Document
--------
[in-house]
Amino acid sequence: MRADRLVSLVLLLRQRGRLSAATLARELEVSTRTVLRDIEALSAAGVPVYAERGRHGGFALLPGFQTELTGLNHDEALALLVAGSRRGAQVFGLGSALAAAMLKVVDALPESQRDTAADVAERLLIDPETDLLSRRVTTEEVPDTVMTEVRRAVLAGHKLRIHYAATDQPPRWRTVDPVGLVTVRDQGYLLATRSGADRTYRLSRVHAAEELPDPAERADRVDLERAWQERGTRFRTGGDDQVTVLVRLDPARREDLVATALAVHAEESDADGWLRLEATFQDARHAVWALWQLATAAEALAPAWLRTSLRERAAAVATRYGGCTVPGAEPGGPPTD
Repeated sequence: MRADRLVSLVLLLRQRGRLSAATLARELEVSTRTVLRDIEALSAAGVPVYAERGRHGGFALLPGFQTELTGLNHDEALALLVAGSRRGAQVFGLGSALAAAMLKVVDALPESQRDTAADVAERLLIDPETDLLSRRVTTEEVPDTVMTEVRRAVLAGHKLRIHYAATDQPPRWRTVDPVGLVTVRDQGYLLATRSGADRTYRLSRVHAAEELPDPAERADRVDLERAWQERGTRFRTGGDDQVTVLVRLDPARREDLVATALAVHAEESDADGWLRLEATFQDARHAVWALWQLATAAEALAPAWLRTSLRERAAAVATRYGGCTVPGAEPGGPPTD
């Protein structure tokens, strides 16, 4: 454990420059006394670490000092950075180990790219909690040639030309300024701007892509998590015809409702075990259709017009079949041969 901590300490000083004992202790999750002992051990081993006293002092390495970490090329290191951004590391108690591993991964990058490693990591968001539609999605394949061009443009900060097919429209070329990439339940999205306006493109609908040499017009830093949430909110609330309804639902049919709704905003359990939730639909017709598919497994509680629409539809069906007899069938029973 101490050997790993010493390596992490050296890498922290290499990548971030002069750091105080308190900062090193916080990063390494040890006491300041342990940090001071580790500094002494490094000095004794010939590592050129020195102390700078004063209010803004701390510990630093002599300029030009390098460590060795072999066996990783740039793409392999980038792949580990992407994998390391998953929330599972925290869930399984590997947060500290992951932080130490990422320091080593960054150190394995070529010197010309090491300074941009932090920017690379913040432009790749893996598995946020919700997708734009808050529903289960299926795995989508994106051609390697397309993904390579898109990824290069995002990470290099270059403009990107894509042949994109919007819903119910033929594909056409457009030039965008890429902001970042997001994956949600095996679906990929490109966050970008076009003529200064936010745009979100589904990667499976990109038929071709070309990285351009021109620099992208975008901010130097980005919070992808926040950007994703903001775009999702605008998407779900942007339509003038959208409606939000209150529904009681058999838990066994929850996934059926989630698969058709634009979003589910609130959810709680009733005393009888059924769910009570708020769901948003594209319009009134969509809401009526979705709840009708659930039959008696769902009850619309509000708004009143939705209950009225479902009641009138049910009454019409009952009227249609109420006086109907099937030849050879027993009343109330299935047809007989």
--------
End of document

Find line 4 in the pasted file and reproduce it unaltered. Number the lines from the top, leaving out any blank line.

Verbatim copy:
């Protein structure tokens, strides 16, 4: 454990420059006394670490000092950075180990790219909690040639030309300024701007892509998590015809409702075990259709017009079949041969 901590300490000083004992202790999750002992051990081993006293002092390495970490090329290191951004590391108690591993991964990058490693990591968001539609999605394949061009443009900060097919429209070329990439339940999205306006493109609908040499017009830093949430909110609330309804639902049919709704905003359990939730639909017709598919497994509680629409539809069906007899069938029973 101490050997790993010493390596992490050296890498922290290499990548971030002069750091105080308190900062090193916080990063390494040890006491300041342990940090001071580790500094002494490094000095004794010939590592050129020195102390700078004063209010803004701390510990630093002599300029030009390098460590060795072999066996990783740039793409392999980038792949580990992407994998390391998953929330599972925290869930399984590997947060500290992951932080130490990422320091080593960054150190394995070529010197010309090491300074941009932090920017690379913040432009790749893996598995946020919700997708734009808050529903289960299926795995989508994106051609390697397309993904390579898109990824290069995002990470290099270059403009990107894509042949994109919007819903119910033929594909056409457009030039965008890429902001970042997001994956949600095996679906990929490109966050970008076009003529200064936010745009979100589904990667499976990109038929071709070309990285351009021109620099992208975008901010130097980005919070992808926040950007994703903001775009999702605008998407779900942007339509003038959208409606939000209150529904009681058999838990066994929850996934059926989630698969058709634009979003589910609130959810709680009733005393009888059924769910009570708020769901948003594209319009009134969509809401009526979705709840009708659930039959008696769902009850619309509000708004009143939705209950009225479902009641009138049910009454019409009952009227249609109420006086109907099937030849050879027993009343109330299935047809007989």